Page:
Why: I snack a lot during the day at work. At night, dinner usually isn’t served until about 9, so after school snacks are a necessity.
What: I go through such phases, it would be useful to list out some ideas for reference during a rut. This is what’s on top of my head now. Mental note to add on. Suggestions are very welcome!
Jump through for the list… Continue reading
What: Yukon gold wrapped fish
Why: I was borrowing a copy of Bon Appetit from a friend, and it looked pretty good. Such a nice presentation, and I’m really into yukon golds lately. The recipe did not appear complex in any way, so why not?
Changes: It calls for potatoes cut very thinly with a mandoline. Based on the picture and the amount of potato called for, I figured I could handle this without a mandoline and just use a knife.
Complication: I don’t think those jerks even tested this recipe before publishing! S thinks I shouldn’t be so harsh, but even though I did not follow their instructions to use a mandoline, I really feel like their recipe was flawed. My first potato slices were way too thick and just wouldn’t stay wrapped around the fish. I had a little more success using a vegetable peeler to mangle scant tissue paper-like potato shavings which did stick to the fish. Unfortunately, they also stuck to the pan. I cursed my way through the whole ordeal and will block this from my mind as soon as this post is up.
Result: It was edible, but I was not pleased. Poor marks on the recipe, and poor marks to HT on the fish (Not to dwell on the pessimism, but we bought it the day before using, and it was way stinky).
Mind-palate cleanser after the jump…
Why: When we were in Middleburg, VA a few months ago, I picked up some Wades Mill (Raphine, VA) polenta. No less than two employees at Home Farm declared this polenta to be delicious, so I’ve been wanting to try it ever since. The nettles woman was also selling spinach this week, so that was the beginning of the ragout to top the polenta.
What: Spinach, cherry tomatoes, and chipotle sausage simmered in stock and ladeled over bowls of creamy polenta.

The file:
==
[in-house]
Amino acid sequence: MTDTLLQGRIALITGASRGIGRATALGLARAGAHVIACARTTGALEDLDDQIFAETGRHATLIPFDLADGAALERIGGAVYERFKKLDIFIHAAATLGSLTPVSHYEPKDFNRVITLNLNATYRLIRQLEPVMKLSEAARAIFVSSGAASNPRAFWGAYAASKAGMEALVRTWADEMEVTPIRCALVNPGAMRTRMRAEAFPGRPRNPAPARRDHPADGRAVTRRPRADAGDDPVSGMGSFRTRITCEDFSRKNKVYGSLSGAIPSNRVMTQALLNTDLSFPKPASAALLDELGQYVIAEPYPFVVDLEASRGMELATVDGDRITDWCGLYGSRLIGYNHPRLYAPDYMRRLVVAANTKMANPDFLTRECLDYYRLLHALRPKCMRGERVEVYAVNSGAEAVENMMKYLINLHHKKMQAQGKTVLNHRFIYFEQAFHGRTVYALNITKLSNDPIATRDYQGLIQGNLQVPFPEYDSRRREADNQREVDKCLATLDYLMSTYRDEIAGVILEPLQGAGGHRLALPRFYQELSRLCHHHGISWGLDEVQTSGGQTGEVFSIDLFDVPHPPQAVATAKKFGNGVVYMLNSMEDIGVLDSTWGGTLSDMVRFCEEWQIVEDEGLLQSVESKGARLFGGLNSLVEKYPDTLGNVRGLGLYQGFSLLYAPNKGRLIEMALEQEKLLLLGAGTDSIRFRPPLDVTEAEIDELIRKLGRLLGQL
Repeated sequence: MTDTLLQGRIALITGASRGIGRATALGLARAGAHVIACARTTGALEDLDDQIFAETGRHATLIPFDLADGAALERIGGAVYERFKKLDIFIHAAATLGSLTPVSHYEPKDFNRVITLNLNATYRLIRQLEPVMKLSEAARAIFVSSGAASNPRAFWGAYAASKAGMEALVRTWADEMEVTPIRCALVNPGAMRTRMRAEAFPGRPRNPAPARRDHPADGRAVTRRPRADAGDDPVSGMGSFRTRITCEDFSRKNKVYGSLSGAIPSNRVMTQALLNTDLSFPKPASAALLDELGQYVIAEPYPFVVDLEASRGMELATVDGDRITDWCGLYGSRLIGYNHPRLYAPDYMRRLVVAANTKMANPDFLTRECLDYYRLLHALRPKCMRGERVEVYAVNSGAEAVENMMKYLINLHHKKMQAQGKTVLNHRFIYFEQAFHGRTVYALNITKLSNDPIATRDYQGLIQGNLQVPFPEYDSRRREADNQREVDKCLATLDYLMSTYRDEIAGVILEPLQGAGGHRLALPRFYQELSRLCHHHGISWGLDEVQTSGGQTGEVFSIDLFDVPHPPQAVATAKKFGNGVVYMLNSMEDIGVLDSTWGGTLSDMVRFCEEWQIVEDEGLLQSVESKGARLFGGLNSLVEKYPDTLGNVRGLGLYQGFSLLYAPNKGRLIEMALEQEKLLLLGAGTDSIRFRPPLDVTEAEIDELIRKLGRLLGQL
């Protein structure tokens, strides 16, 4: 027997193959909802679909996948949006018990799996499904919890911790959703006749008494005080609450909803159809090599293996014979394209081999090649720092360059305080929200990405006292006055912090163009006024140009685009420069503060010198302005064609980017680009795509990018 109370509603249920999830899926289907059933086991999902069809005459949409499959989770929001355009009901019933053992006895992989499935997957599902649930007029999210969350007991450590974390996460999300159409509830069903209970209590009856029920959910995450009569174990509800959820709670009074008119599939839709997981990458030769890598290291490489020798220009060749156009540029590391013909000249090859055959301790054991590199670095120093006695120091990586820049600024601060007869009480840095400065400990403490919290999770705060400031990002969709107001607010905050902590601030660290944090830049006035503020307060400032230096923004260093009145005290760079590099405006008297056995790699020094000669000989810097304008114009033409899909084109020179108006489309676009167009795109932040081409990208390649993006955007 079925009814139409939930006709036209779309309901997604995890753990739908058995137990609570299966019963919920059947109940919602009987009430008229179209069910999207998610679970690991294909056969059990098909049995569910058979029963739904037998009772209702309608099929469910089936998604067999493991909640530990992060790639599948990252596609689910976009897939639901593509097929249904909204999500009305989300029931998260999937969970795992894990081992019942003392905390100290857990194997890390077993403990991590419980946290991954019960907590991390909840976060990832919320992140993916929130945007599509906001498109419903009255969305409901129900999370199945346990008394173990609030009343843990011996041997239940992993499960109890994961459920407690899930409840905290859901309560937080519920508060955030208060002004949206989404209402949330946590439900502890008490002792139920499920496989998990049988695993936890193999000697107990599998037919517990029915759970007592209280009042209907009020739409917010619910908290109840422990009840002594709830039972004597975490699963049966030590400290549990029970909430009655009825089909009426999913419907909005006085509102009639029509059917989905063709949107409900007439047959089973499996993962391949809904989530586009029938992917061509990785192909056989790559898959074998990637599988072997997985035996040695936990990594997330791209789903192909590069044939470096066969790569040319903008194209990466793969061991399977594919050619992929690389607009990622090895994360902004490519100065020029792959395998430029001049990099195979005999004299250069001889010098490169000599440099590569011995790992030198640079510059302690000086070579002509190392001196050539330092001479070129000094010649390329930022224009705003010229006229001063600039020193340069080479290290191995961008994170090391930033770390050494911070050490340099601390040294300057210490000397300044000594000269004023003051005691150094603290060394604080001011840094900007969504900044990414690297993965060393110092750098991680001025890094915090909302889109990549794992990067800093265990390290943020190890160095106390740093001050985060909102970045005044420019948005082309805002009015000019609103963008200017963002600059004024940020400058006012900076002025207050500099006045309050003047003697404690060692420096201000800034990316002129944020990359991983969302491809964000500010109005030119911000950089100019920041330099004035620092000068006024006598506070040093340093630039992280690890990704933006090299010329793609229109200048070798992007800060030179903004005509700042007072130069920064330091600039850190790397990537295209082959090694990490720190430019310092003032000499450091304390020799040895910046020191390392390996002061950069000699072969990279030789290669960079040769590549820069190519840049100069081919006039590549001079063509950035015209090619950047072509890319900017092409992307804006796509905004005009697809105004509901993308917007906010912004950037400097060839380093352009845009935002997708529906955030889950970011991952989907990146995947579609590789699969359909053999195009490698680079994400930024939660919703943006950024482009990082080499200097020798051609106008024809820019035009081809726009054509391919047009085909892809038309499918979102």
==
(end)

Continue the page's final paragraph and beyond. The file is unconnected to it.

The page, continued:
Complications: None, really. There was no recipe, so nothing to modify. I tried a new way of cooking the polenta in the oven, but I would hardly call that a complication.
Result: I don’t even know how this became so delicious… it could have been the superior polenta. This is also our favorite kind of Cibola sausage. Somehow, everything came together just right. It was so perfect, that I can’t wait for another polenta night!
My rough memory of a recipe after the jump… Continue reading
Why: Saturday was so beautiful we were inspired to officially declare the beginning of Grill Season 2009!
What: Our grill philosophy is to keep cooking as long as the coals are hot. When it’s super hot in the summer, we try to grill the whole week’s menu in one shot so we don’t have to use the oven or stove. That wasn’t a concern this week, but we still piled it on. First, S blackened slices of eggplant for eggplant masterpiece. Next, were skewers of creminis, grape tomatoes, and onion. Then a piece of lamb from the back of the freezer, a package of chipotle buffalo sausages, and finally some tuna medallions. For dinner, we had the tuna, veggies skewers, and couscous. The rest were for other meals.
Complications: When the eggplants were blackened, S left me to mind the grill while he went in to finish his masterpiece. S always manages the grill and I stand by, drink wine, and make little comments about fire safety. As much as I hate adhering to stereotypical gender roles, I think we can look the other way on this one. While he was inside, the dripping lamb and sausage fats caused the flames to shoot up, and then skewer ends caught on fire, so I frantically blew on them, which further ignited the flames. Everything ended up fine… but I definitely got a little nervous with all the fire.
Our Monday night cold plate is pictured here and that blob completely covered in yogurt is eggplant masterpiece. The recipe follows…
nettle picture from wikipedia
Why: A woman was selling bags of stinging nettles at the market. Nettles!! Such a creepy green (thanks, Salad Fingers), how can anyone walk by and not buy some??
What: A pureed soup of onion, potatoes, and nettles. I used a Chocolate and Zucchini recipe, soupe aux orties.
Complications: Nettles are a weed that apparently hurt when you touch them. I know nothing about them, and wasn’t inclined to test it out. S didn’t think he was familiar with them either, until I told him they were orties and a dark cloud passed over his face. Apparently he has painful childhood memories involving overgrown French backyards and a vocabulary lesson in stinging weed names. Once he got over that, he (amazingly) stuck his hand in the bag of nettles to test their potency. There was a moment of anticipation when I wasn’t sure what I was going to have to do when he started screaming… but then nothing happened. S wanted to go get our money back, but we were hungry (and the market was closed) so we made dinner instead.
Result: Pretty good, but I admit it was a bit of a let down. I didn’t think the nettle flavor was that distinctive, though the leftovers were more flavorful a few days later. The soup was a very pretty bright green color, though. Much more vibrant than any other pureed greens soup. The picture doesn’t do it any kind of justice.